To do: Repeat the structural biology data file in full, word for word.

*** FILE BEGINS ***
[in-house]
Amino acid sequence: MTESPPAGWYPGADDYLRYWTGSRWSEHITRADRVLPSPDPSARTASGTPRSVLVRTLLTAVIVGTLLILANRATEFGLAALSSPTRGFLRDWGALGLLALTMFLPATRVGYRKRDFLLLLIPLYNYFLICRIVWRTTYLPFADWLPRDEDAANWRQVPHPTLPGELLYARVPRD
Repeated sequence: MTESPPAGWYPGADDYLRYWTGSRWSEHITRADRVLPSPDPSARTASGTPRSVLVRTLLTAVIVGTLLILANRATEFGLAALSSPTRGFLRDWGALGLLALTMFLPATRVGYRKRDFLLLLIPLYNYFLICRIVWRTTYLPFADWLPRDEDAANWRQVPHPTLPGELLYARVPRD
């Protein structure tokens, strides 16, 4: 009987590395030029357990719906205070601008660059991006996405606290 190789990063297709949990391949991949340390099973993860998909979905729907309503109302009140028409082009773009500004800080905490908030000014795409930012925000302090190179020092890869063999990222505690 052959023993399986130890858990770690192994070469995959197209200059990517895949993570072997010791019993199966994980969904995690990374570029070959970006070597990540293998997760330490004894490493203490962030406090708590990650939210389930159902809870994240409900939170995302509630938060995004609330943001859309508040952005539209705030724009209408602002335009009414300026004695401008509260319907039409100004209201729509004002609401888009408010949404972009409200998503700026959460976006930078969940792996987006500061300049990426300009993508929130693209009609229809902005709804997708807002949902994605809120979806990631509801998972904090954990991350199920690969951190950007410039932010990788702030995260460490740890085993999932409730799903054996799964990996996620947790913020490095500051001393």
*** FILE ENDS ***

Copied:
[in-house]
Amino acid sequence: MTESPPAGWYPGADDYLRYWTGSRWSEHITRADRVLPSPDPSARTASGTPRSVLVRTLLTAVIVGTLLILANRATEFGLAALSSPTRGFLRDWGALGLLALTMFLPATRVGYRKRDFLLLLIPLYNYFLICRIVWRTTYLPFADWLPRDEDAANWRQVPHPTLPGELLYARVPRD
Repeated sequence: MTESPPAGWYPGADDYLRYWTGSRWSEHITRADRVLPSPDPSARTASGTPRSVLVRTLLTAVIVGTLLILANRATEFGLAALSSPTRGFLRDWGALGLLALTMFLPATRVGYRKRDFLLLLIPLYNYFLICRIVWRTTYLPFADWLPRDEDAANWRQVPHPTLPGELLYARVPRD
């Protein structure tokens, strides 16, 4: 009987590395030029357990719906205070601008660059991006996405606290 190789990063297709949990391949991949340390099973993860998909979905729907309503109302009140028409082009773009500004800080905490908030000014795409930012925000302090190179020092890869063999990222505690 052959023993399986130890858990770690192994070469995959197209200059990517895949993570072997010791019993199966994980969904995690990374570029070959970006070597990540293998997760330490004894490493203490962030406090708590990650939210389930159902809870994240409900939170995302509630938060995004609330943001859309508040952005539209705030724009209408602002335009009414300026004695401008509260319907039409100004209201729509004002609401888009408010949404972009409200998503700026959460976006930078969940792996987006500061300049990426300009993508929130693209009609229809902005709804997708807002949902994605809120979806990631509801998972904090954990991350199920690969951190950007410039932010990788702030995260460490740890085993999932409730799903054996799964990996996620947790913020490095500051001393």